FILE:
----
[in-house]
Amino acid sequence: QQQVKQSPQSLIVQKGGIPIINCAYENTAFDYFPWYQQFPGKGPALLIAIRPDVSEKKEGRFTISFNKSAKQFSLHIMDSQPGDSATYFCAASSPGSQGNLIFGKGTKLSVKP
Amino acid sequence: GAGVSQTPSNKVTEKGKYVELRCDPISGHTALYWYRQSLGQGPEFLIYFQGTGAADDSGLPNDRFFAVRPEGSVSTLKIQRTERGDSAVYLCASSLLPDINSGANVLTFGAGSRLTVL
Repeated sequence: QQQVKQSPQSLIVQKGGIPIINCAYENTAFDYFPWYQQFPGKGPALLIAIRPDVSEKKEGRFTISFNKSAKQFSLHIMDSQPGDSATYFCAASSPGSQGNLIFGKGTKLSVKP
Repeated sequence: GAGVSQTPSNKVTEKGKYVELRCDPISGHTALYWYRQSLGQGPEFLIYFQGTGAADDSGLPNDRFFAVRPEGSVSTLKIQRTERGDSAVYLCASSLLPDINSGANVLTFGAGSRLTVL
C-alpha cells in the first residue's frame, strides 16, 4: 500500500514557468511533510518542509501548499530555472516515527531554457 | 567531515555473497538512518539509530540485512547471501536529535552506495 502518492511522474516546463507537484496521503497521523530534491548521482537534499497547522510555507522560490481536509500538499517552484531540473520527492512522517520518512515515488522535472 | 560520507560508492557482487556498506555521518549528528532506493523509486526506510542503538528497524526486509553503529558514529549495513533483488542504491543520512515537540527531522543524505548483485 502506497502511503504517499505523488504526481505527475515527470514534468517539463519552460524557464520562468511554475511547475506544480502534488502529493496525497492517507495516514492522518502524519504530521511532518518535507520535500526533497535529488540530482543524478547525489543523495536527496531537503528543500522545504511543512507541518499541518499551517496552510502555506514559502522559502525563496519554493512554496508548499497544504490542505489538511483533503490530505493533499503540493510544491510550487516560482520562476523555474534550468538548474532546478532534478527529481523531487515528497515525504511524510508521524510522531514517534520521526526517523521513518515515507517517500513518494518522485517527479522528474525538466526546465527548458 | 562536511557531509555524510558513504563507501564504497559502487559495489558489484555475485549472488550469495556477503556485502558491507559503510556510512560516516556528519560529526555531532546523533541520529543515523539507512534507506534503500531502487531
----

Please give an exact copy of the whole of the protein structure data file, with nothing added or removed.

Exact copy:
[in-house]
Amino acid sequence: QQQVKQSPQSLIVQKGGIPIINCAYENTAFDYFPWYQQFPGKGPALLIAIRPDVSEKKEGRFTISFNKSAKQFSLHIMDSQPGDSATYFCAASSPGSQGNLIFGKGTKLSVKP
Amino acid sequence: GAGVSQTPSNKVTEKGKYVELRCDPISGHTALYWYRQSLGQGPEFLIYFQGTGAADDSGLPNDRFFAVRPEGSVSTLKIQRTERGDSAVYLCASSLLPDINSGANVLTFGAGSRLTVL
Repeated sequence: QQQVKQSPQSLIVQKGGIPIINCAYENTAFDYFPWYQQFPGKGPALLIAIRPDVSEKKEGRFTISFNKSAKQFSLHIMDSQPGDSATYFCAASSPGSQGNLIFGKGTKLSVKP
Repeated sequence: GAGVSQTPSNKVTEKGKYVELRCDPISGHTALYWYRQSLGQGPEFLIYFQGTGAADDSGLPNDRFFAVRPEGSVSTLKIQRTERGDSAVYLCASSLLPDINSGANVLTFGAGSRLTVL
C-alpha cells in the first residue's frame, strides 16, 4: 500500500514557468511533510518542509501548499530555472516515527531554457 | 567531515555473497538512518539509530540485512547471501536529535552506495 502518492511522474516546463507537484496521503497521523530534491548521482537534499497547522510555507522560490481536509500538499517552484531540473520527492512522517520518512515515488522535472 | 560520507560508492557482487556498506555521518549528528532506493523509486526506510542503538528497524526486509553503529558514529549495513533483488542504491543520512515537540527531522543524505548483485 502506497502511503504517499505523488504526481505527475515527470514534468517539463519552460524557464520562468511554475511547475506544480502534488502529493496525497492517507495516514492522518502524519504530521511532518518535507520535500526533497535529488540530482543524478547525489543523495536527496531537503528543500522545504511543512507541518499541518499551517496552510502555506514559502522559502525563496519554493512554496508548499497544504490542505489538511483533503490530505493533499503540493510544491510550487516560482520562476523555474534550468538548474532546478532534478527529481523531487515528497515525504511524510508521524510522531514517534520521526526517523521513518515515507517517500513518494518522485517527479522528474525538466526546465527548458 | 562536511557531509555524510558513504563507501564504497559502487559495489558489484555475485549472488550469495556477503556485502558491507559503510556510512560516516556528519560529526555531532546523533541520529543515523539507512534507506534503500531502487531